Conclusion

We don’t want to take our parsing of song lyrics too seriously—especially when it comes to an overliteral reading.  What these silly examples show us is partly that there can be unintentional humor lurking in all kinds of places; and partly that if a songwriter wants to produce a vivid impression on the hearer, it’s necessary to pay close attention to all the angles.  It takes some precision to put an effective musical story together, from the exact meaning of words to the interplay of image and metaphor.  Just as when we’re choosing names for a baby, we have to think about all the ramifications of our choices, even the silliest ones.

 

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Becky Chambers and Domestic Science Fiction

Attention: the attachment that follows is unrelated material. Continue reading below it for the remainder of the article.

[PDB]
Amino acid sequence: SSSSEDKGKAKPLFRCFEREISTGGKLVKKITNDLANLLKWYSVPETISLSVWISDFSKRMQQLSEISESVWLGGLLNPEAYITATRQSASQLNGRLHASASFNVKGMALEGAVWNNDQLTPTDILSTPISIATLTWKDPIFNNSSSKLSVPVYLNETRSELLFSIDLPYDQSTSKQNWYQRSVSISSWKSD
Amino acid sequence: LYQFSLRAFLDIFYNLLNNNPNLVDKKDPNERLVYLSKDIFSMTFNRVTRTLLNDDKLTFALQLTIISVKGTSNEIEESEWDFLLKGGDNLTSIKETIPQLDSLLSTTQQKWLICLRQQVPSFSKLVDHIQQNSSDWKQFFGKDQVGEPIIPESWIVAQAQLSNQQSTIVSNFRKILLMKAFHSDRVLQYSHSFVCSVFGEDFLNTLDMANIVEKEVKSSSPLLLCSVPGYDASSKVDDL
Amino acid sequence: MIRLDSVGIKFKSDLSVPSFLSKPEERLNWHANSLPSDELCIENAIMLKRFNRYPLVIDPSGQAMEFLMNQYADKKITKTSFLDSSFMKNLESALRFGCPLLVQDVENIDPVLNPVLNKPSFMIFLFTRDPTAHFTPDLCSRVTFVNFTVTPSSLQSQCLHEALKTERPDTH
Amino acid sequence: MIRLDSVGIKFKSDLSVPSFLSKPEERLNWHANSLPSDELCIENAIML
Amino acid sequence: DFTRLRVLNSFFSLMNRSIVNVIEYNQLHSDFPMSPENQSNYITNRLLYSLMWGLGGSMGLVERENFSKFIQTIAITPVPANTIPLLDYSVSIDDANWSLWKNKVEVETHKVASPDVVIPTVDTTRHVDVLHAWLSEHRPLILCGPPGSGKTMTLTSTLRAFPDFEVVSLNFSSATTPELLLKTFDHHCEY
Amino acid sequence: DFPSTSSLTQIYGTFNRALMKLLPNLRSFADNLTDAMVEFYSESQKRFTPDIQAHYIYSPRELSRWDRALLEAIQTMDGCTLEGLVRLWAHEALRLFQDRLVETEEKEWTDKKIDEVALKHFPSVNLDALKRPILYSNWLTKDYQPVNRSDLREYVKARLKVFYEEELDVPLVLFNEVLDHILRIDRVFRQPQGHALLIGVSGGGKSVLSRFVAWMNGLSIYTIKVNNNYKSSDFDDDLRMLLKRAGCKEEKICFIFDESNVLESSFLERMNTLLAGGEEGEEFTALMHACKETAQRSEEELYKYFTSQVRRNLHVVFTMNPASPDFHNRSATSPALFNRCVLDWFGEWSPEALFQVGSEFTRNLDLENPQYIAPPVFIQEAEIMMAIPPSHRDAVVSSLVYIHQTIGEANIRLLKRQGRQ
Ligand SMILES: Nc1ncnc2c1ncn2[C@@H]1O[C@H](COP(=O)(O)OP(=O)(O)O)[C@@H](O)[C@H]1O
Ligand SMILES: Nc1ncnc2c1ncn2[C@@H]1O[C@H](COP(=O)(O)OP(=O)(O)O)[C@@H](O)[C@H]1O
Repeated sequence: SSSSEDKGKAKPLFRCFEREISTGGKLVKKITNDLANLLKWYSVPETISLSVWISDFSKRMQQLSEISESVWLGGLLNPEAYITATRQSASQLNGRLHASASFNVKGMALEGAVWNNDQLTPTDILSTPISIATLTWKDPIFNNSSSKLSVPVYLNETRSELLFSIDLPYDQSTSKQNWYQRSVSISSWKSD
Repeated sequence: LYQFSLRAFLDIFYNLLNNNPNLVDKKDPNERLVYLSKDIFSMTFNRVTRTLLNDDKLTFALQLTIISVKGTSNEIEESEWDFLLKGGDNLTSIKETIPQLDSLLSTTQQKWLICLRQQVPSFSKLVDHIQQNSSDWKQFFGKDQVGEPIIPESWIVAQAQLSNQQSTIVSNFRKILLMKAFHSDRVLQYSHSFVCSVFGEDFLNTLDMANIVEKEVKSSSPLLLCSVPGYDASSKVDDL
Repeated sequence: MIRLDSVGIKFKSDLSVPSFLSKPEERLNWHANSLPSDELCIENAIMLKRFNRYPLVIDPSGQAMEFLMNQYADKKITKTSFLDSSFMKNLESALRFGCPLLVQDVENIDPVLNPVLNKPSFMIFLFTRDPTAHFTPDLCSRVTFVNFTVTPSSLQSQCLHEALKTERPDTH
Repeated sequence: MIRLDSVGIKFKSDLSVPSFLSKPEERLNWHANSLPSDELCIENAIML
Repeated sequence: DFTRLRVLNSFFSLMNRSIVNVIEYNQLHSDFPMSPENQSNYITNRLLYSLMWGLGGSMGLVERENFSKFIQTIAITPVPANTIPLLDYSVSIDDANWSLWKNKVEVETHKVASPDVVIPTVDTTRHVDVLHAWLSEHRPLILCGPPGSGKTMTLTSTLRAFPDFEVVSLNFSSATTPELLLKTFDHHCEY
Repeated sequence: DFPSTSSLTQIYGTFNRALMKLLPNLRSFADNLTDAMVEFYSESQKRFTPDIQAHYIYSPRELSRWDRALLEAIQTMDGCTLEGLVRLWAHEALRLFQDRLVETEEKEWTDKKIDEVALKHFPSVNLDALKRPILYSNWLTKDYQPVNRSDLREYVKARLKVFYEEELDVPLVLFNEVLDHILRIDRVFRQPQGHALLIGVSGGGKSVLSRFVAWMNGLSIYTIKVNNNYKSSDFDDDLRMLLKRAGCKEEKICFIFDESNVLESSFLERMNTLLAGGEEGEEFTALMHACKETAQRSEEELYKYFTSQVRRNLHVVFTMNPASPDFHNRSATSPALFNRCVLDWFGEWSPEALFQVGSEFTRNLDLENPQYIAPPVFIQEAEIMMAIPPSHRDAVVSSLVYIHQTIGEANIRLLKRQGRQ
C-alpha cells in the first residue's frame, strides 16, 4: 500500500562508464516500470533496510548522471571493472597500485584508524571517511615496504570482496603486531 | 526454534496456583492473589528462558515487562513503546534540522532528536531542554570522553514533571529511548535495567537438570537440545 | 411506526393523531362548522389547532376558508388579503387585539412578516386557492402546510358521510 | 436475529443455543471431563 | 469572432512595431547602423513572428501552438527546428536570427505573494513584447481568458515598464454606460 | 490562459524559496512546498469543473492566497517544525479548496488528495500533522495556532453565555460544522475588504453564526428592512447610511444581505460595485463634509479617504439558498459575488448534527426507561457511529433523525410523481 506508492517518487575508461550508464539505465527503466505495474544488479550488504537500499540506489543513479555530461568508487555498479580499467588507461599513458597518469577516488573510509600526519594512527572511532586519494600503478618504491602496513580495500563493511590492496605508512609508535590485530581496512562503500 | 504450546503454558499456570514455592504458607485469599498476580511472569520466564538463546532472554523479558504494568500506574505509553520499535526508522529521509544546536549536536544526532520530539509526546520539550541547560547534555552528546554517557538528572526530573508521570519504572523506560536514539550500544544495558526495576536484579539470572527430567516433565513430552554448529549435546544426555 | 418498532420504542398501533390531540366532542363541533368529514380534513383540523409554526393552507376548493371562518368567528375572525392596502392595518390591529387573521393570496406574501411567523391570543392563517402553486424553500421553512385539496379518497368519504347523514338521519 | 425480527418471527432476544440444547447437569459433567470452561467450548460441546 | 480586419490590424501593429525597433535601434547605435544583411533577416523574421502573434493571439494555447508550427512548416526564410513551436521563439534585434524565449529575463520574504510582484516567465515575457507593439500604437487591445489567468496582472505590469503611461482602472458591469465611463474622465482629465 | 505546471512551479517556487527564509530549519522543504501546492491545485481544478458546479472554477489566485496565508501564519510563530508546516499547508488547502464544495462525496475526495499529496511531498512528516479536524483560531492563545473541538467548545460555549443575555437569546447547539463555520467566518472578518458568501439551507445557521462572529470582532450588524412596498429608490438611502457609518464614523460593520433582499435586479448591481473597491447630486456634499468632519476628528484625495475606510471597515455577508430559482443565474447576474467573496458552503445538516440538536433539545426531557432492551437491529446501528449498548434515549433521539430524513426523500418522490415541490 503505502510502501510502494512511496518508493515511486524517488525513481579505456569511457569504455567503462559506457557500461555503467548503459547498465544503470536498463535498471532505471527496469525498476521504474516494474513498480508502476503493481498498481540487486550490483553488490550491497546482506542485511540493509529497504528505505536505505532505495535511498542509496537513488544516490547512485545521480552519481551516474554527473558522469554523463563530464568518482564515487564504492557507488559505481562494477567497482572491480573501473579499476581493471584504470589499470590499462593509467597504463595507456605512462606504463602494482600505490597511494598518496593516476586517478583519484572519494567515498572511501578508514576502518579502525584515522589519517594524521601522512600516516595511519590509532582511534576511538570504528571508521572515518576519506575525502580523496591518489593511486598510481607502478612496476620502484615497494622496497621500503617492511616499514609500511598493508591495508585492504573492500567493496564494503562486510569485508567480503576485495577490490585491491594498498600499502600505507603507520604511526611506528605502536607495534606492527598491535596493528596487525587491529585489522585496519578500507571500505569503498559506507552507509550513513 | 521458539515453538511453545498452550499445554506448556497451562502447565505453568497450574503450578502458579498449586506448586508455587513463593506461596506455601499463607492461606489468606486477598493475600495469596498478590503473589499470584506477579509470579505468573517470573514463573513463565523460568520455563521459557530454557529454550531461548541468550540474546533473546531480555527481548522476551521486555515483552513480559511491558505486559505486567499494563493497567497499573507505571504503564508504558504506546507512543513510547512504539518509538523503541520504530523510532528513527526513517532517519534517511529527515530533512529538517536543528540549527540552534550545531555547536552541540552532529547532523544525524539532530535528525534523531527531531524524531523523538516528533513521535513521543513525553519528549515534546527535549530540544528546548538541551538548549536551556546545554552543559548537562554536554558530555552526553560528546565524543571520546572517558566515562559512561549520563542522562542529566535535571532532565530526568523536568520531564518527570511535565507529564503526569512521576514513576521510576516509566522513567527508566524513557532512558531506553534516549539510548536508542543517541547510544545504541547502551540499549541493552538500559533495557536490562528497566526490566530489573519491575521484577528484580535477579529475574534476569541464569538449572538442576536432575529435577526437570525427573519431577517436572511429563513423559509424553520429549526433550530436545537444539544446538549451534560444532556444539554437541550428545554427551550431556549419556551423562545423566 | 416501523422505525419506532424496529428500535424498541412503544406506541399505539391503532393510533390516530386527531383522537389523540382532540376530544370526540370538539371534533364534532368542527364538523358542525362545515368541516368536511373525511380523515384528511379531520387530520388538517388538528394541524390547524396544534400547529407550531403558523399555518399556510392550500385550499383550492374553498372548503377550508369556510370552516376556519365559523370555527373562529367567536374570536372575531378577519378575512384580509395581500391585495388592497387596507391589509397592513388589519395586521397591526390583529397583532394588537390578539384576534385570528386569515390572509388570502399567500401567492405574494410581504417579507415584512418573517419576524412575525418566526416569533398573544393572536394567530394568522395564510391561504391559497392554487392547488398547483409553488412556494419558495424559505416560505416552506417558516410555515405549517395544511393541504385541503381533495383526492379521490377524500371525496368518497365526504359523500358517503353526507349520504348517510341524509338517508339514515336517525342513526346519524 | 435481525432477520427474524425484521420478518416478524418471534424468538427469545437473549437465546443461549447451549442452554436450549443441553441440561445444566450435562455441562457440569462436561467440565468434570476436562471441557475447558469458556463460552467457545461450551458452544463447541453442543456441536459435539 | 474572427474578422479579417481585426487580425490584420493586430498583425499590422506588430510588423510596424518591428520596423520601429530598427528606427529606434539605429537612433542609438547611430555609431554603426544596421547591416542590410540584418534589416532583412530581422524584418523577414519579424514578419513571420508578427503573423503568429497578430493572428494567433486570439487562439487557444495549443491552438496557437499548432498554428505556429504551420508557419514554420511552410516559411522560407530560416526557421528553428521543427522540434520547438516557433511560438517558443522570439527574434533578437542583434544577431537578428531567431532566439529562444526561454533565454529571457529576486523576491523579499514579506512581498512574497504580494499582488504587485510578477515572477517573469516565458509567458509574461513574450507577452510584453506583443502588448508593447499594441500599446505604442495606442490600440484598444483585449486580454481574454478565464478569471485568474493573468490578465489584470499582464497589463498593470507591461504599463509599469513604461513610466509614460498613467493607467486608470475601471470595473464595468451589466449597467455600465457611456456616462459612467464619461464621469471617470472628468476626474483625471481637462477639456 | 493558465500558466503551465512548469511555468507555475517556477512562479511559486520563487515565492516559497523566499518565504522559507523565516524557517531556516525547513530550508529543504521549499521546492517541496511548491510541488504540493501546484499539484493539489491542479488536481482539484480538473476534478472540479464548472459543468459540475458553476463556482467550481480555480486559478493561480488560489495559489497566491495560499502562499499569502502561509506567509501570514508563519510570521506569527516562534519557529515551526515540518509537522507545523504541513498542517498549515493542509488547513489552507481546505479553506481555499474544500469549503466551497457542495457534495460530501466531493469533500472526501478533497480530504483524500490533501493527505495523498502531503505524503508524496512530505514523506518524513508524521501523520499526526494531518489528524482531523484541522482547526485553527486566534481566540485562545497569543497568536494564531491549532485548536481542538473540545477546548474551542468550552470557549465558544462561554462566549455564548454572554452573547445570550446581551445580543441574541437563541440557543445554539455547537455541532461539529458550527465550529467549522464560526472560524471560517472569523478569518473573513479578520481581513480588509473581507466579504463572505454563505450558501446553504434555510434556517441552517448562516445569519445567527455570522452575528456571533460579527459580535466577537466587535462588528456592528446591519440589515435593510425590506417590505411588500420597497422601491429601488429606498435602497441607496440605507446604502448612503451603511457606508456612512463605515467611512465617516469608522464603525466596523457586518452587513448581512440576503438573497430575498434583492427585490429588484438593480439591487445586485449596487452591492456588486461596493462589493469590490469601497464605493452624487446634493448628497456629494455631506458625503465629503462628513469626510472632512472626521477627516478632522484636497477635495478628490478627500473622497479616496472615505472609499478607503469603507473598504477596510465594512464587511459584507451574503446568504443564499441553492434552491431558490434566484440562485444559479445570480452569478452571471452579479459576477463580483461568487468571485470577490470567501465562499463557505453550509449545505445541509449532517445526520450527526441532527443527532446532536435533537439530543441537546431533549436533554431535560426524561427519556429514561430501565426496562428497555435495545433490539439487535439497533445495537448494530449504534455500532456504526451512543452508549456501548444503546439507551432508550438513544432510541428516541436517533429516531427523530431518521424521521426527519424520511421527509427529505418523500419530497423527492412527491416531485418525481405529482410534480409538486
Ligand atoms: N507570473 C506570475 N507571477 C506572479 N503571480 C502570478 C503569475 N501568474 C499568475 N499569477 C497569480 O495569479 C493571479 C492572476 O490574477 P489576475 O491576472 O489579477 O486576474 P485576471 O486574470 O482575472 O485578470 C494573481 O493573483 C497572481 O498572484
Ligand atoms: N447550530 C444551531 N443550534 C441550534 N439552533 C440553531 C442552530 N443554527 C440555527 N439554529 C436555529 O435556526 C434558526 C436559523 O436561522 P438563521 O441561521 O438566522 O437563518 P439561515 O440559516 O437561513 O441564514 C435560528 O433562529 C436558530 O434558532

Hugo Material

Science fiction writer Becky Chambers is up for a Hugo award (SF’s equivalent of the Oscars or Pulitzer Prize) this year—twice.  Her 2018 novel Record of a Spaceborn Few has been nominated for best novel.  The Wayfarers series, of which Record is the third book, is also in the running for best series this year.

Wayfarers series coversThe series as a whole, and especially the most recent book, highlight a facet of SF that can sometimes be neglected in the shadow of the world-shaking blockbuster epics:  stories that are concerned more with what happens to individuals and small groups than with the Fate of the World.  I’m going to tag this subcategory “domestic SF.”

I don’t mean to imply that Chambers’ tales are concerned with cosy traditional family life.  On the contrary, some of her characters’ situations are decidedly nonconventional.  This is science fiction, after all.  But family and home do play a central role.